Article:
Friday, April 28, 2006

Empire : Love to Love You Baby (E)

Mid-June will see the release of Ricky Seabra's new performance 'Empire, Love to Love you Baby' at kc nOna in Mechelen.
This is a piece that will deal with matters related to the imperial status of the United States, the possible loss of that status in the eyes of the world - especially since the wild undertakings by President Bush and his clansmen - and how to possibly regenerate the pull and attraction the States once had..
More information on the piece can be found on Ricky's webpages, here

Wednesday, April 26, 2006

Fisk, Chomsky & Leftist Self-deception - part 2 (E)

Continued from part 1 - on American unilateralism. Another focal point of much leftist commentary is the US' single-minded concern for oil and energy supply. Part 2 of this text offers a few dissident remarks in that regard :

Many critics condemn the war in Iraq as the latest and crudest incarnation of America's oil policy. To them, the US has no other agenda than to guarantee the unhindered access to Middle Eastern oil, writing off all other justifications for the intervention as mere hot air. For sure, safeguarding the westward flow of oil probably does rank as one of the top priorities on America's list. But ramming home this single issue criticism obfuscates more than it reveals. Let me indicate a few problems in that respect.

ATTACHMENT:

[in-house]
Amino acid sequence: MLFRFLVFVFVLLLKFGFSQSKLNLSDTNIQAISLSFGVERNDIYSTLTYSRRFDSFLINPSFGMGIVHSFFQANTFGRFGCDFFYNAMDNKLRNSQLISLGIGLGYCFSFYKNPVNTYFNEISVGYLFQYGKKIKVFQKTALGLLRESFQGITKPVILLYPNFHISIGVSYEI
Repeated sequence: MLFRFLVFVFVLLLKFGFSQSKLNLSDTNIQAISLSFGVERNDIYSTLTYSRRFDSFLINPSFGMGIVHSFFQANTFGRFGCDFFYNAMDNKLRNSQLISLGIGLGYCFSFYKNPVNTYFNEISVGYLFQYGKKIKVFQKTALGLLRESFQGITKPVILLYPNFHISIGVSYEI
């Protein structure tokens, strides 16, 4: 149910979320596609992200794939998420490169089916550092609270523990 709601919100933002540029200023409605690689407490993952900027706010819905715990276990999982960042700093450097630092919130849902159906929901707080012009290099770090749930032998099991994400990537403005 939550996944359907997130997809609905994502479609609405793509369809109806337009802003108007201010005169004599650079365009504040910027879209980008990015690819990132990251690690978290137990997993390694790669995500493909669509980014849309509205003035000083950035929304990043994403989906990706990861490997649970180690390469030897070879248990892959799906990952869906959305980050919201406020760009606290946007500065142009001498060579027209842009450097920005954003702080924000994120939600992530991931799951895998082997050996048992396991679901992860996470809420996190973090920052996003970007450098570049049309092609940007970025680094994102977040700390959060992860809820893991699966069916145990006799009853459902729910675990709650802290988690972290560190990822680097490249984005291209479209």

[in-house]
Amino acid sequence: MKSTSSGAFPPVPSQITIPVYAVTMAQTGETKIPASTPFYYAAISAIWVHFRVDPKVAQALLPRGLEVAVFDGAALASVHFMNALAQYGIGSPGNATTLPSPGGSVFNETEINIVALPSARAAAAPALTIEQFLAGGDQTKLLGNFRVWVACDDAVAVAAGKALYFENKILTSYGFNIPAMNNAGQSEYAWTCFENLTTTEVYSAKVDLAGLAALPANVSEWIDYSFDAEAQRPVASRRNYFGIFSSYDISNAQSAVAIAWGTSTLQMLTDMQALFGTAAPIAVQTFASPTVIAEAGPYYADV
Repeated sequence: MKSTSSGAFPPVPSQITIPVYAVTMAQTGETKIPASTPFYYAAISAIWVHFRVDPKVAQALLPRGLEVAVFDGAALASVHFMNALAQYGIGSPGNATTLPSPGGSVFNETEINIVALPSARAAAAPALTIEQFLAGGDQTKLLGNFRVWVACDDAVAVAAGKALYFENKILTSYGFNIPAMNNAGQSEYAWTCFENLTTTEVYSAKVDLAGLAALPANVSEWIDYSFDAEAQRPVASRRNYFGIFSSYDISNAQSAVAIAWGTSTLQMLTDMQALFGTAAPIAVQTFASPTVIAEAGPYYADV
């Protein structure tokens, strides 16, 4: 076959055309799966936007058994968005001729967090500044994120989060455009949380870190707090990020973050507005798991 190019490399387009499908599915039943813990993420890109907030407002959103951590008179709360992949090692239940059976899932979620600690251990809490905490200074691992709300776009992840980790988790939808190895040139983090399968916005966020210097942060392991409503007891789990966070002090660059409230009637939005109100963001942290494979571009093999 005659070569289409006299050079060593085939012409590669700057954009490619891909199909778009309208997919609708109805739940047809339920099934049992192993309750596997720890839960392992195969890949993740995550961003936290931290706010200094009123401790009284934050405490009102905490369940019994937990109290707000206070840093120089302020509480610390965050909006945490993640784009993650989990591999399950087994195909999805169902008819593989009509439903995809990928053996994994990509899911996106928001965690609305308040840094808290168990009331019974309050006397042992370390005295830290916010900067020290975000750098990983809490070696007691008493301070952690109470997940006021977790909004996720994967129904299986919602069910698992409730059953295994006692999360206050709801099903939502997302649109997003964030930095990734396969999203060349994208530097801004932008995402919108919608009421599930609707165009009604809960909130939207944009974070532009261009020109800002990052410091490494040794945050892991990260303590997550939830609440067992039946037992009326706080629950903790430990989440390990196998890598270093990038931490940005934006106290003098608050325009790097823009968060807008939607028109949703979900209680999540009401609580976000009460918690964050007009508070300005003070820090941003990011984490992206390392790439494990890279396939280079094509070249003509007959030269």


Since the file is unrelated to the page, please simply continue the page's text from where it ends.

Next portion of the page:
1) For a start, compacting America's foreign policy as oil policy, makes it sound as if all players involved in the implementation of such a policy, are streamlined and univocal. Moreover, the Left loves to credit the neo-con kabala that secretly runs the country with pulling off this impressive feat. Alas, we now know that this is not the case. Considerable amounts of in-fighting between the Pentagon and the State Department, and between those administrations and so-called 'big oil' permeate the American strategy in the field. (read more here). According to most sources, 'big oil' managed to decide the battle in its favor. Now, does that square with the American security agenda ? Not by definition, as the industry (with US and UK firms leading the pack, I agree) will benefit from a strong OPEC and high market prices, while the state - and the Pentagon especially - would rather see the organisation dismantled and the prices free. An industry that conceivably aims for the highest possible profits and returns, does not necessarily reckon with the need for maximum political leverage, energy independence and overall security that a state would wish itself to enjoy. It is precisely this pay-off that remains unaccounted for in the rather uncritical conflation of the economic and political agendas.